A Kitchen Scale for Everyone: Pasta Portion Control and GiveAway!



(The unit comes in many colors and is perfectly sized.  The two simple buttons are large and easy to use.  The LCD screen is huge and there’s no guessing the amount when scrambling in your kitchen preparing a dinner party) 

Update: Congrats to Ami for winning the contest.  The giveaway is now closed.
For years, I’ve used a Salter metal body kitchen scale to measure everything from pasta portions to cups of flour for baking (well, my wife is the baker so she uses the scale for measuring flour for sweets).  We also use our scale to measure cereal and oatmeal amounts so we don’t overeat (especially when we’re consuming Cheerios!)  The Salter is a practical enough kitchen tool but I’ve always had a secret dislike for the product because it 1. is large and takes up valuable countertop space and 2. is not precise.  I do like the industrial design of the tool and if our kitchen was a museum I would indeed leave it out for guests to admire, but a home kitchen is first and foremost a practical space where the user (or home cook) completes tasks (that is, makes food)!  
In turn, I’ve been looking for a replacement for our Salter for years and it looks like I just found an elegant and cheap solution, namely the EatSmart kitchen scale.  The EatSmart takes up a fraction of the space my old Salter occupied and is also more precise; kind of like an old Model T being replaced by a modern vehicle with a turbo engine and electronic stability control!  The electronic kitchen scale can also measure in ounces, lbs, grams, and kgs.  It also has a handy tare feature which eliminates the weight of whatever item your flour, pasta, etc. is being held in (a bowl or measuring cup, for example).  The scale is easy to use (a big plus for someone who takes ergonomics seriously) and has an auto off button so you don’t go wasting battery life!  I can’t talk to reliability as of yet as I’ve only been using the scale for a few weeks, but I can say that I’ve had no significant problems thus far.  One thing I was concerned about was moving from a device that didn’t require batteries or electricity to another “powered” kitchen item (in the case of the EatSmart, 2 AAA batteries).  And while batteries are needed I think the accuracy and functionality of the digital scale outweigh the use of batteries (just a Green acknowledgement).  The device retails for $27.99.
One of the other reasons I get excited about kitchen scales is that they are great mediums to keep calories and portion sizes top of mind when cooking.  For example, even though I’ve grown up with dry pasta and can pretty much tell you how many grams of linguine fine I’m holding in my hand, I occasionally guess wrong and cook too much pasta for one sitting.  And what ends up happening inevitably is that I consume a larger amount of pasta (usually with a dish like Alio e Olio) than I would like (especially given that I include pasta as a primo or starter at home between 1-2 nights per week).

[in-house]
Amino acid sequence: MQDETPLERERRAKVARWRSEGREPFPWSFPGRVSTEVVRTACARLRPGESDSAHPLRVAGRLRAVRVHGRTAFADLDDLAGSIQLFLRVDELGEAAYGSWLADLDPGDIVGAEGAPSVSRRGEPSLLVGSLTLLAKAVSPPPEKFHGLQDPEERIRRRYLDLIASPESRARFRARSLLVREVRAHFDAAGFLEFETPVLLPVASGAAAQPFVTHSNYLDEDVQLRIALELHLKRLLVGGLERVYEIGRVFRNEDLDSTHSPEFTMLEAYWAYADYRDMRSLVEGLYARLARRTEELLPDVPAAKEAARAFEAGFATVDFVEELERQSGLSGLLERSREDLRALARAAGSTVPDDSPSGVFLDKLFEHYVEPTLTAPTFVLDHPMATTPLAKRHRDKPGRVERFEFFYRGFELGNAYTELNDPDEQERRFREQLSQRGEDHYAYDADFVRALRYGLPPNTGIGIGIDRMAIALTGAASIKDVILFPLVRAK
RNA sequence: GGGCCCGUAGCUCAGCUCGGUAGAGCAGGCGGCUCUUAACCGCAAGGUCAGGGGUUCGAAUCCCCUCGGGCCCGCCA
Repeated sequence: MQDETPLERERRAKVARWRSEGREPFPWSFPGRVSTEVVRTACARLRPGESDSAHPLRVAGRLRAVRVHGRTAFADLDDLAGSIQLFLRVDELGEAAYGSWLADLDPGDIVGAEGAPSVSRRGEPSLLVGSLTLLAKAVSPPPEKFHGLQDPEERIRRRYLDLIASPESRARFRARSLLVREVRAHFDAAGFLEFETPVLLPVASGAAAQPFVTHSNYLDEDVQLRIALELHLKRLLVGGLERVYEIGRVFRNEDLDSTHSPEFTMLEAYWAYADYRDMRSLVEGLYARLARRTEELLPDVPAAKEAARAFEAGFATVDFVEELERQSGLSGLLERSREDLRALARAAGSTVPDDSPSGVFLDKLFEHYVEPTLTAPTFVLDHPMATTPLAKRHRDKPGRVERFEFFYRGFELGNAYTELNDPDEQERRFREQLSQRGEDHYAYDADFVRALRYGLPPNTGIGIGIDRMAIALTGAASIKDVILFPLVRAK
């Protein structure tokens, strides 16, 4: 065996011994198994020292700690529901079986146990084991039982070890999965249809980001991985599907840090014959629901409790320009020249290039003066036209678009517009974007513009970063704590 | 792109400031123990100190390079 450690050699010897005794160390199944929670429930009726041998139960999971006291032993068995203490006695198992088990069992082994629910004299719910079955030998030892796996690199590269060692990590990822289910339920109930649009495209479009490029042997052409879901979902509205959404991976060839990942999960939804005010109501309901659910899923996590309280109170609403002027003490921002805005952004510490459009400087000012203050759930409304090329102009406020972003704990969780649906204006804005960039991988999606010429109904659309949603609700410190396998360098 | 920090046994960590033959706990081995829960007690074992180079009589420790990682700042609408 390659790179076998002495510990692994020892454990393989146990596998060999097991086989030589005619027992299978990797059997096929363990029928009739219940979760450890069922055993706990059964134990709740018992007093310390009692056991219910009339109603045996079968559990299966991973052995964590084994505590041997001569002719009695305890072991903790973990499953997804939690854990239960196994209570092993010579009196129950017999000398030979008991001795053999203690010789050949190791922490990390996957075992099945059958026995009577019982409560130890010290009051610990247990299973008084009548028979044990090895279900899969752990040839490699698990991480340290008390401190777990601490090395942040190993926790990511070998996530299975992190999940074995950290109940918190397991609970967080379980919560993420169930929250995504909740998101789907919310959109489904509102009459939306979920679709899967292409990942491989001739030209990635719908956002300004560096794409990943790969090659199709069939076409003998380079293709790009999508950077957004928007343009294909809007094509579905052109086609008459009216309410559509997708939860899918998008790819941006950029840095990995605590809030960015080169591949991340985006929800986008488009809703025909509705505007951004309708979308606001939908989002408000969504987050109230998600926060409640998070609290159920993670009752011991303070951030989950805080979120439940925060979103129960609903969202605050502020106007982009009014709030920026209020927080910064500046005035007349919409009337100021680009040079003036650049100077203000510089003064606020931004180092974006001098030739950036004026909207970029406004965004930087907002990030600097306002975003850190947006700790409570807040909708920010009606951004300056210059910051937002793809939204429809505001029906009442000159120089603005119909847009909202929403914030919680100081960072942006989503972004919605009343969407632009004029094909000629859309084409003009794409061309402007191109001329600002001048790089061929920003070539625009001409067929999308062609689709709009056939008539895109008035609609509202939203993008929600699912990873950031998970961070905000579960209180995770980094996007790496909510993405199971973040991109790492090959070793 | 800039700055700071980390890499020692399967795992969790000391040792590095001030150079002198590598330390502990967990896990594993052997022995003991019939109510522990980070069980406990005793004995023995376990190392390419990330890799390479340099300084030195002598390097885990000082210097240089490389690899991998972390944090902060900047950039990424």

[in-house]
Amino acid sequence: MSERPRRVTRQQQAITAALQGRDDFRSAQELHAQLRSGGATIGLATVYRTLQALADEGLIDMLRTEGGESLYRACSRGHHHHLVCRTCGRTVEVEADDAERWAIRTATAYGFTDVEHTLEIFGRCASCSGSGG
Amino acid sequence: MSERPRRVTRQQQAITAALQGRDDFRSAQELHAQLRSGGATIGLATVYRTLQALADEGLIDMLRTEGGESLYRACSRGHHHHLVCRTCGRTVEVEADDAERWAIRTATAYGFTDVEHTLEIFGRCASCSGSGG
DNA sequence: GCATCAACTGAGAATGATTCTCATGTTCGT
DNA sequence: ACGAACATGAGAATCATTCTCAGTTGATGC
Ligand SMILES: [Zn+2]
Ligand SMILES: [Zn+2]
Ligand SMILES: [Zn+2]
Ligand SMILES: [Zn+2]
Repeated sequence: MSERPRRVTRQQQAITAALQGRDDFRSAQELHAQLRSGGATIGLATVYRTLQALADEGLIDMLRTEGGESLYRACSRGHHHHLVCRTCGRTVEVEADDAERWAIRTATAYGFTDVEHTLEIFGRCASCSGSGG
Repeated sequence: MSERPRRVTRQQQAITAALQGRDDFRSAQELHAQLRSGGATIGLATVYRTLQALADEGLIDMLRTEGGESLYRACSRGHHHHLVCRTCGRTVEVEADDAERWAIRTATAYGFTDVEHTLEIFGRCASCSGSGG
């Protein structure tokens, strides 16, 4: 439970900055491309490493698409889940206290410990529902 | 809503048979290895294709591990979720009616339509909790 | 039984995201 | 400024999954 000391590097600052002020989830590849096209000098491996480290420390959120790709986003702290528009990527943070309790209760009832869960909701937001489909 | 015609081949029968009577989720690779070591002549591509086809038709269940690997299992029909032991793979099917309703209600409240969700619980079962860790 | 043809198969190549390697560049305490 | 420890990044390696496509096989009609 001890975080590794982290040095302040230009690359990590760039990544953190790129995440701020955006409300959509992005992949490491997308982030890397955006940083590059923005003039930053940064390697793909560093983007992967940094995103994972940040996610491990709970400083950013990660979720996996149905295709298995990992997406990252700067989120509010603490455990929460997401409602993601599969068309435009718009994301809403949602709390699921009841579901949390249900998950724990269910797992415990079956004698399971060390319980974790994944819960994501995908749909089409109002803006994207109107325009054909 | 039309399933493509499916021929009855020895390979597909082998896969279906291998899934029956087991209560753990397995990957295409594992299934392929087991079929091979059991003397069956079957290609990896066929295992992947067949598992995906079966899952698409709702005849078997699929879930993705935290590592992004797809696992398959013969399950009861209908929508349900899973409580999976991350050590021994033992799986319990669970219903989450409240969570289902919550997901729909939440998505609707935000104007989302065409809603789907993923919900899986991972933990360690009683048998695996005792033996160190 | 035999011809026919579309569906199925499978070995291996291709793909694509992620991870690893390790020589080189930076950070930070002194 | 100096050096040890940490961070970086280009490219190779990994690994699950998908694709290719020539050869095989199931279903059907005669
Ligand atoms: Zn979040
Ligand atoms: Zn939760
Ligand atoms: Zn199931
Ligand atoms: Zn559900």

Kitchen Scale Giveaway!


(Kind of looks like a space ship from Star Trek Generations)  

In an effort to control the world wide problem of eating too much pasta (or any food for that matter!) I’ll be giving away a single EatSmart digital kitchen scale to one lucky Scordo.com reader.  Here’s what you need to do to enter:

1. leave a comment under this post on how you use your kitchen scale or an incident on eating too much of one food and not really being aware of it (for example, pasta, potato chips, Cheerios, etc.) and 2. sign up as a fan of Scordo.com on Facebook here or Scordo.com newsletter, it doesn’t need to be both).  If you’ve done both already, then I’ll ask you if you can please re-tweet the article URL (http://bit.ly/b6wR9u) on Twitter and include the article URL and and @scordo in your tweet)

Only one entry per person please.
The contest is open until 12 midnight on 2/27 and a single random user will be picked via Random.org.  The winner will be announced immediately on Twitter (so please follow me) and on Scordo.com by 5PM on Monday, 3/1.
Please use a valid email address when leaving a comment so I can contact you just in case you’re the lucky winner (I’ll need your shipping address). 
EatSmart will send out the digital scale to a single contest winner during the week of 3/1 (you should receive it within 7-10 business days).
That’s it, so please sign up for a chance to win a kitchen product that all home cooks should own and use!  If you can’t wait to use the EatSmart kitchen scale, you can buy it online via the OpenSky Project (proceeds go towards supporting Scordo.com).  If you don’t see the product on my page right away, come back tomorrow in the AM.  


  1. This will be a HUGE help with my baking so I can get the recipes just right.
    (ok, and yes. it will also help when I grab a handful of my roommate’s Cinnamon Toast Crunch…)
    Grazie for the chance!

  2. Mainly could use a kitchen scale to measure flour, etc, when making bread, cakes–Would be Great to have. I’m sure I would be much better off if I measured my pasta as well. So easy to eat way too much!